by Traci Chapman
Jessica Blackwood thought she had life all planned out. She had a beautiful daughter, a great job, greater husband and was pregnant with her second child. Little did she know how much a routine medical test would change everything.
“We were getting the ultrasound to learn the baby’s gender and something was just off – they said it was probably their older equipment, but they set me up with a specialist,” Blackwood said. “We knew, we just knew, something was wrong.”
It was. Blackwood and her husband Matt soon learned their baby – a little girl – was seriously ill. At 22 weeks, the couple first learned about hypoplastic left heart syndrome, a congenital heart defect that results in insufficient formation of the left side of the heart. HLHS meant their as yet unborn child, whom they would name Reagan, would need a series of three open heart surgeries before she was old enough to attend school.
While an understandably stressful time, Blackwood also found peace as she and Matt prepared for their daughter’s birth.
“Because Reagan wasn’t born yet, we had time to look at options,” she said. “We decided when it was time we would go to Dallas; Reagan ended up having surgeries first when she was nine days old, at six months and again on Jan. 2 of this year.”
It was in Dallas a new idea of Blackwood’s future began to crystallize, she said. First there was the frustration of having to step aside as medical professionals handled her tiny daughter’s treatment.
“It was so difficult for me as a mother to watch others care for my brand-new baby and then try to explain the best way possible what Reagan needed – and me still not have a clue what was going on,” Blackwood said. “I was paralyzed with fear, so lost, so traumatized, and I was frustrated because I didn’t know how all this worked and how they were going to take care of my little girl.”
That’s where an idea germinated and then began to grow – Blackwood would leave behind her managerial job and jump into something completely different.
She would become a nurse.
That decision was reaffirmed when the couple became acquainted with an organization formed to help families like the Blackwoods. It was called Mended Little Hearts and it was a Godsend to the family, Blackwood said.
“They were just amazing,” she said. “We were going back and forth to Dallas, there was so much going on, and they were the first organization to stand up and help.”
That was two years ago, and Blackwood’s life has moved beyond anything she would have expected when she first learned she was pregnant with Reagan, she said. She is set to graduate from Redlands Community College’s School of Nursing in May, not long after Reagan’s second birthday, and has established herself as a beacon to families going through challenges similar to what her own experienced.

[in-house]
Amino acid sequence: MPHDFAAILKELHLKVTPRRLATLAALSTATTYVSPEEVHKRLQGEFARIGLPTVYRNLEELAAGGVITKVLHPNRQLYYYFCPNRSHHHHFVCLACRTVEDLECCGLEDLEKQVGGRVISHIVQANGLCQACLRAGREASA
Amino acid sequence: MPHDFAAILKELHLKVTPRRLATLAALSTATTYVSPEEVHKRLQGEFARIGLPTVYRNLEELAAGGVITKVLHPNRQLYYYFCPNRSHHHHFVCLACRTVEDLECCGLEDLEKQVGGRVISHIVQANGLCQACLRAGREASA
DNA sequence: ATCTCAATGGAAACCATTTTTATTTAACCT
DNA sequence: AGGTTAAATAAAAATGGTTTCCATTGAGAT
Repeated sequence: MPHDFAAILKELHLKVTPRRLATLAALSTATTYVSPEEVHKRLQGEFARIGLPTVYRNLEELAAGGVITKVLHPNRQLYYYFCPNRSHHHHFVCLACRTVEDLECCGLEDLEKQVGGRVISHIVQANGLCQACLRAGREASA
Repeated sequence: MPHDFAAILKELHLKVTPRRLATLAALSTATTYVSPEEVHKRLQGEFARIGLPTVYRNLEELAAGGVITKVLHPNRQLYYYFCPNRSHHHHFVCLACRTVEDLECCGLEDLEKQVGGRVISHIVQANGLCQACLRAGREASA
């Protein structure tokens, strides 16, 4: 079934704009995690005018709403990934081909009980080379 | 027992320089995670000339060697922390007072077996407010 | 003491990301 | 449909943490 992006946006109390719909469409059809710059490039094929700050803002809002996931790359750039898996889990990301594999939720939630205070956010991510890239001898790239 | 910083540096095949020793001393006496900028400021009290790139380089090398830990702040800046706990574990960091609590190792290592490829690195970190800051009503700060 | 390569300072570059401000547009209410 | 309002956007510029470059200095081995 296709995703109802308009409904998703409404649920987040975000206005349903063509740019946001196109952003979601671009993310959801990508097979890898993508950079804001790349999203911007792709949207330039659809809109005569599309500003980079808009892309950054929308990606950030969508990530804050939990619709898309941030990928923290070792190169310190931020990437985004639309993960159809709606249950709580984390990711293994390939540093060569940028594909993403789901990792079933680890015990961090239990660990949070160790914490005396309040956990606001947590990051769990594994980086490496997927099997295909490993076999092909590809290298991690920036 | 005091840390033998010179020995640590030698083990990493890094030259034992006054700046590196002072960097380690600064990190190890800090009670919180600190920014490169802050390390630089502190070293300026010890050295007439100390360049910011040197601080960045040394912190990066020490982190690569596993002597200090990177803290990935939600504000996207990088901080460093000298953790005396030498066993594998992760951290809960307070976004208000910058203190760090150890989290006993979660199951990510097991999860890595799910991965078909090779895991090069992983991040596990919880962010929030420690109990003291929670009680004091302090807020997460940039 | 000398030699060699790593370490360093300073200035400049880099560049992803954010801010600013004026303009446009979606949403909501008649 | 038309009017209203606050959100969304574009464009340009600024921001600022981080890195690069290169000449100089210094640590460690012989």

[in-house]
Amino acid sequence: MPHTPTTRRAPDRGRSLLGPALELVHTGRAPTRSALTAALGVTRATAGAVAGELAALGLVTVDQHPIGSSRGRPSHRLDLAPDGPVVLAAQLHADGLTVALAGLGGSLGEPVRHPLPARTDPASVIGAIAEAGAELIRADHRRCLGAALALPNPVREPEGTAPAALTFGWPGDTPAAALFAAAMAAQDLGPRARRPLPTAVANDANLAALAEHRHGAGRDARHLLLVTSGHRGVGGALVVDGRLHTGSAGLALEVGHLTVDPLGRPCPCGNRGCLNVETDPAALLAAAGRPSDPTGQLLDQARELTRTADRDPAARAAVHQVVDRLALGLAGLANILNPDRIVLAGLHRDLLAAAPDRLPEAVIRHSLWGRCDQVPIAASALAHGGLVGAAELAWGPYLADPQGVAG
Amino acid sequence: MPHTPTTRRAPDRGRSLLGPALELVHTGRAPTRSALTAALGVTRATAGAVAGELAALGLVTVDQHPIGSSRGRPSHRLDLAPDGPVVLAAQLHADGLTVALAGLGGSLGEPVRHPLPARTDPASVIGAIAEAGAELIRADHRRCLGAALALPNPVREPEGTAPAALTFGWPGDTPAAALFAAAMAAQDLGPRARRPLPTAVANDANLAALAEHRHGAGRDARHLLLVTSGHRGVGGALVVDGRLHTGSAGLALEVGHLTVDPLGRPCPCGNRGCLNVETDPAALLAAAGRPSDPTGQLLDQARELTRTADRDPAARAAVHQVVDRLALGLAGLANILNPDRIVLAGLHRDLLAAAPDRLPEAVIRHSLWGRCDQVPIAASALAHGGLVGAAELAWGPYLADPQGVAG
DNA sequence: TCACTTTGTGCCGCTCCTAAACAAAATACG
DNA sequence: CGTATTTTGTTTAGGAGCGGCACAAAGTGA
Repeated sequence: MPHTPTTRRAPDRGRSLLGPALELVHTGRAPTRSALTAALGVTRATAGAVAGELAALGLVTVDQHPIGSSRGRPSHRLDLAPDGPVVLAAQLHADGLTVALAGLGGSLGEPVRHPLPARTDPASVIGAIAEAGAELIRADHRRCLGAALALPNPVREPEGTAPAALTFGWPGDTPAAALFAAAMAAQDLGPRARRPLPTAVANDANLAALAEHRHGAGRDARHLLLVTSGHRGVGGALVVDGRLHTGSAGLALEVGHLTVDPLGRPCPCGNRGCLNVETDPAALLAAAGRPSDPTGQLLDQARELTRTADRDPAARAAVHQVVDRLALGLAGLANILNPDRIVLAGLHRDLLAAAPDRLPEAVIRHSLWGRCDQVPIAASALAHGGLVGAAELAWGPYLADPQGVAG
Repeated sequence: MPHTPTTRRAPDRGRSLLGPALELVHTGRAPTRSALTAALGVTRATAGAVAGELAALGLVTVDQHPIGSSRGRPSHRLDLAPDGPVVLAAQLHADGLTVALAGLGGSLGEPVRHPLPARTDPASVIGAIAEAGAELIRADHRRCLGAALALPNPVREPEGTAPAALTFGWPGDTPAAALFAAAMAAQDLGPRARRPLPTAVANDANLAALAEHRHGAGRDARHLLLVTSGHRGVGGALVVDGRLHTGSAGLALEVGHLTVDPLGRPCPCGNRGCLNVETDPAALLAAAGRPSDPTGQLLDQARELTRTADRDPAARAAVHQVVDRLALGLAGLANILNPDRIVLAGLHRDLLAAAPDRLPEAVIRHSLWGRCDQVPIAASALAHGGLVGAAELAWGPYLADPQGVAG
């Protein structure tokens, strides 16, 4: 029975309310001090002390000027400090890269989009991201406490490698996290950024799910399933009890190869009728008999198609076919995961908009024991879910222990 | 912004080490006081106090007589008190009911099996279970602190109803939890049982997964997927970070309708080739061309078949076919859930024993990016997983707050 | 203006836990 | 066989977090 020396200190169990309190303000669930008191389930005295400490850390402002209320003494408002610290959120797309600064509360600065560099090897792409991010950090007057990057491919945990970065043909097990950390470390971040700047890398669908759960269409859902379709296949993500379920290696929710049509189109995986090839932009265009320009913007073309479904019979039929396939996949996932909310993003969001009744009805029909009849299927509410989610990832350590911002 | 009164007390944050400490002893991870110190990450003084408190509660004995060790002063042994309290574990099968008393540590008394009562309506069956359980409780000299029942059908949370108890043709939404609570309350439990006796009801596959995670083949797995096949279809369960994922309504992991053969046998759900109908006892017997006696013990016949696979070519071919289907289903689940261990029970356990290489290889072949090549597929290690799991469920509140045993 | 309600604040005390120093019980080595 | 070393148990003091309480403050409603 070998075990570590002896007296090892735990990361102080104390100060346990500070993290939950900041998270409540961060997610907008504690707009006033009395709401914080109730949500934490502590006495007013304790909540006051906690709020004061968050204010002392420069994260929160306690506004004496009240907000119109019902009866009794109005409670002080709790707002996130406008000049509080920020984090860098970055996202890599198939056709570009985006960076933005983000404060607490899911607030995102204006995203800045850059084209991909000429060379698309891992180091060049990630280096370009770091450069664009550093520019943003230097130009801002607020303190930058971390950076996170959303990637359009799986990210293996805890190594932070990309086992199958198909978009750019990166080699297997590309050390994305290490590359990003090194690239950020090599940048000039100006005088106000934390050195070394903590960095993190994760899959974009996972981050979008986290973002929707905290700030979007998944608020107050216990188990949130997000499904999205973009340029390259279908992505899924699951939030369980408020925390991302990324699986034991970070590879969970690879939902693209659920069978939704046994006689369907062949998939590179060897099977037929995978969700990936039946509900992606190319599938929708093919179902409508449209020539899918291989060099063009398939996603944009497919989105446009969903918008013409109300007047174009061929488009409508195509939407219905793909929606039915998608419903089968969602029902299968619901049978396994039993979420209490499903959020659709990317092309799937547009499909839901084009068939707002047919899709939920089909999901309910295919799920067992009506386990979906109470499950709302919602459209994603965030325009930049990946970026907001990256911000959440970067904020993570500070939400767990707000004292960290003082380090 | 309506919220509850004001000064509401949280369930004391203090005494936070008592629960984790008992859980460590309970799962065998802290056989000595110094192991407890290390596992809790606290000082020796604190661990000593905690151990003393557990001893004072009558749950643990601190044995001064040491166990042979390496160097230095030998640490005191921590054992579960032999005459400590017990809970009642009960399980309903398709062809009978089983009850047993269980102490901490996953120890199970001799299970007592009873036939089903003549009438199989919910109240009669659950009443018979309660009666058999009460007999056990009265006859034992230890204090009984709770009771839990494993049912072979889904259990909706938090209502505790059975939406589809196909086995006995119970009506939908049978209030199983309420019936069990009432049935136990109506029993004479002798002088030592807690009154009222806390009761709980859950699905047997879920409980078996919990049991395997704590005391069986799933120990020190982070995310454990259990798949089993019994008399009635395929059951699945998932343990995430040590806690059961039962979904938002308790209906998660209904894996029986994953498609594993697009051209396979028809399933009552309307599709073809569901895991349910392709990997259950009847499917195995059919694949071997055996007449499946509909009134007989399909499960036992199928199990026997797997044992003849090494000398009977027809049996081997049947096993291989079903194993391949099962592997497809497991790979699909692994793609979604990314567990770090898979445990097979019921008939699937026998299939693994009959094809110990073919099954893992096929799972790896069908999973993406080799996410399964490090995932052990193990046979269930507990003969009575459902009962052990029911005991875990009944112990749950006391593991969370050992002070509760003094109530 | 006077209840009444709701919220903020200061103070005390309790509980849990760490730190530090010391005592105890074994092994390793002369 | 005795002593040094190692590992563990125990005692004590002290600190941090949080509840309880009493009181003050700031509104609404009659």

Blackwood has done that through social media and outreach, including her position as lead coordinator for the Oklahoma City office of the organization that did so much for her. Mended Little Hearts of Oklahoma City hosts educational programs, provides a lifeline and support network between families and resources, as well as promoting congenital heart defect disease awareness.
Her work there led to a last-minute job helping to coordinate OU Children’s Hospital’s February 2018 Heart Week activities and ongoing sponsorship of the Heart of a Warrior softball tournament, in its third year set for April 28.
“Over the years Heart of a Warrior has hosted so many events that have benefited families who have a child suffering from a medical condition that requires them to stay long periods of time in the hospital, as well as donations to the Ronald McDonald House and NICU at Children’s Hospital,” Blackwood said.
The NICU is where the 29-year-old Blackwood’s hopes to be as she readies for the start of her nursing career, she said. After going through what she did with Reagan, she believes that’s where she belongs, working in yet another way to help families make it through the medical and emotional challenges that come with a congenital disease.
“When you have a child with a congenital heart defect, there is no cure, there’s always going to be medication, there’s always going to be procedures,” Blackwood said. “I want to be there for those people that are facing that frustration and that terror that goes along with this and other conditions like it.”
More information about Reagan Blackwood’s journey, and that of her family, can be found on the Facebook page, “Walk the Beat with Reagan.” To learn more about Mended Little Hearts of Oklahoma City, go online to http://oklahomacity.mendedlittlehearts.net/; the Heart of a Warrior softball tournament will begin at 7 a.m. April 28 at Kingfisher’s Briscoe Sports Complex. More information about the tournament, including how to sign up, is available at https://www.facebook.com/HeartofaWarrior3/.